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Feb. 2, 2007

by Kelsey Farbotko

Junior point guard Sharneé Zoll is an integral part of the Virginia team for a variety of reasons. A starter for all but one game in her collegiate career, her high-energy play has earned the respect and enthusiasm of teammates and fans alike. More importantly, her leadership skills keep the team together.

“Being a point guard, you have to be the coach on the floor,” Zoll said. “It comes with the job. You don’t get to choose that, but I feel that I can spread my knowledge and try to help the younger girls. I’m an upperclassman now, so I need to be more vocal and talk them through things.”

One of Zoll’s biggest supporters is head coach Debbie Ryan. She has enough confidence in Zoll to allow her to call the team’s plays.

“That’s something between me and Coach Ryan,” Zoll said. “I think that our chemistry is a lot better than some point guards and coaches. We have a good relationship to the point where I know what she wants to call.”

She knows Ryan’s backing gives her more credibility as a leader.

“It’s everything,” Zoll said. “When you know that you have a head coach behind you in every decision that you make, it makes it easier to make decisions. I’d be a lot more indecisive if I knew that if I made a bad decision she’d be yelling at me or screaming at me or losing confidence in me.”

Even when she’s not on the court, Zoll takes an involved role in the action. She can be seen standing and yelling a few seats down from where Ryan is doing the same.

“I’m just telling them what I see on the court,” Zoll said. “It’s a lot harder than people think to make adjustments when you’re on the court playing. I’m just trying to tell them what I see to give them a little insight on whatever’s out there, and to try and make them less nervous or just give them some feedback and encouragement. They might be getting direction from coach, and if they hear encouragement from me, it’ll help them.”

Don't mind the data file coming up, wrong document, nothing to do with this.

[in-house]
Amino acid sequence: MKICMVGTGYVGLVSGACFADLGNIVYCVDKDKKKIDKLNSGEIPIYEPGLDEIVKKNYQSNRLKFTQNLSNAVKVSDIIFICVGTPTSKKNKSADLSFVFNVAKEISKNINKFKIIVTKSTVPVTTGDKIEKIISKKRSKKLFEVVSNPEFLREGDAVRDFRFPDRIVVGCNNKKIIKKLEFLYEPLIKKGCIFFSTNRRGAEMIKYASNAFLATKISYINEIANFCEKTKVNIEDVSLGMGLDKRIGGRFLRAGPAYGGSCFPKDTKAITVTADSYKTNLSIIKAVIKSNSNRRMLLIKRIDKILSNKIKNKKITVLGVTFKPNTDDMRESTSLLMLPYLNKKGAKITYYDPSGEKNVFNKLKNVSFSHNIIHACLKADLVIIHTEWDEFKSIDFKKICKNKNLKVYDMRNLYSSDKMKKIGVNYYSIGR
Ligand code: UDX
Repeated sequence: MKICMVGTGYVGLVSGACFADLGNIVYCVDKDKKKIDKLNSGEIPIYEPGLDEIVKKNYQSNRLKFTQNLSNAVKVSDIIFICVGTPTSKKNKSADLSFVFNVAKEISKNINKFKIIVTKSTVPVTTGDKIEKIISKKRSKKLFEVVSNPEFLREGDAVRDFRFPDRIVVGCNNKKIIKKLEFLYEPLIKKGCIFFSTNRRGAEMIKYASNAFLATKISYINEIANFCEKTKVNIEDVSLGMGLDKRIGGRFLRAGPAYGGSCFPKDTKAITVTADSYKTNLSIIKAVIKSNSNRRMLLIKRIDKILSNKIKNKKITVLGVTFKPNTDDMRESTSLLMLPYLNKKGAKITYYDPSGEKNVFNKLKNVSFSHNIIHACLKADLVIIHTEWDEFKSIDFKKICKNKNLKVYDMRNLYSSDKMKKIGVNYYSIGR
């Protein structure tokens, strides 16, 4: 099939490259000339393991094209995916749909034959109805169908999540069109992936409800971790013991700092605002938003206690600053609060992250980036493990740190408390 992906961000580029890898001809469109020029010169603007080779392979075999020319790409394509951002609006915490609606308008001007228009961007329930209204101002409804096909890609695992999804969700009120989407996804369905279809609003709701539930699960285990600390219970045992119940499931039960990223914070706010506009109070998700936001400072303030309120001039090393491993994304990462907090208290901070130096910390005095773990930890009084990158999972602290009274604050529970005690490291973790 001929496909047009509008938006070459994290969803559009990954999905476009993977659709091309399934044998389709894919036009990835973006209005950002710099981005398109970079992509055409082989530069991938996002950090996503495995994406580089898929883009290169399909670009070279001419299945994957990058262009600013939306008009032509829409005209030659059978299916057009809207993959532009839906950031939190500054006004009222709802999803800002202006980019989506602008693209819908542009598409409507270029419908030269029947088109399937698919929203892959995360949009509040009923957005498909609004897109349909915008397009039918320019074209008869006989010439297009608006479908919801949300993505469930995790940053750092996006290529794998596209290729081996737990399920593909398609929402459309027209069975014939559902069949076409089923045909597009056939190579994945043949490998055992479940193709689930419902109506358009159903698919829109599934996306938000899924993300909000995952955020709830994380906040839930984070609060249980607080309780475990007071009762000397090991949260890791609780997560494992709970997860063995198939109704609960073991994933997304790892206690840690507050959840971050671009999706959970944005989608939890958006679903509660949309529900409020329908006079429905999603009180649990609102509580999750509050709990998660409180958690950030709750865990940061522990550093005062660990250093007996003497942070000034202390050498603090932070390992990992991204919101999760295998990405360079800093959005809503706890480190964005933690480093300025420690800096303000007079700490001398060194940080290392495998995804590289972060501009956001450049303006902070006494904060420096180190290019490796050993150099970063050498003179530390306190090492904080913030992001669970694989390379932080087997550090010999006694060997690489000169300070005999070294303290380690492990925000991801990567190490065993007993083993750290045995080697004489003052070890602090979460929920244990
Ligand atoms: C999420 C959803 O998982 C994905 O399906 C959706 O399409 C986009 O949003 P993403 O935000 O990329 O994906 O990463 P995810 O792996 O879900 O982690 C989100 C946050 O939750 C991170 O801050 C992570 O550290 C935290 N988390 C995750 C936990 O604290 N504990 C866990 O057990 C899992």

Her leadership skills were forged with her successful high school career and her first two years at Virginia. While at Highland High School in Marlboro, N.J., All-Star Girls Report ranked Zoll as the seventh best point guard in the nation. She was also a recipient of the school’s Female Athletic Achievement Award.

Zoll continued to be a stand-out in her first two years as a Cavalier. Her freshman year, she set the assists record for a freshman, and was named ACC Honorable Mention All-Freshman and the team’s Rookie of the Year. Her second year Zoll earned the team’s Best Defensive Player and Leadership Awards. Zoll also set the school assists record for a sophomore.

There isn’t a break during the summer for Zoll. In 2004, she was named to the USA Women’s Junior National Team Trials. The following summer she was named to the USA Women’s National Team Trials and contributed to the USA U19 World Championship Team’s gold medals in two major tournaments.

While these honors are thrilling in their own right, Zoll knows they are a chance to improve for the upcoming varsity season.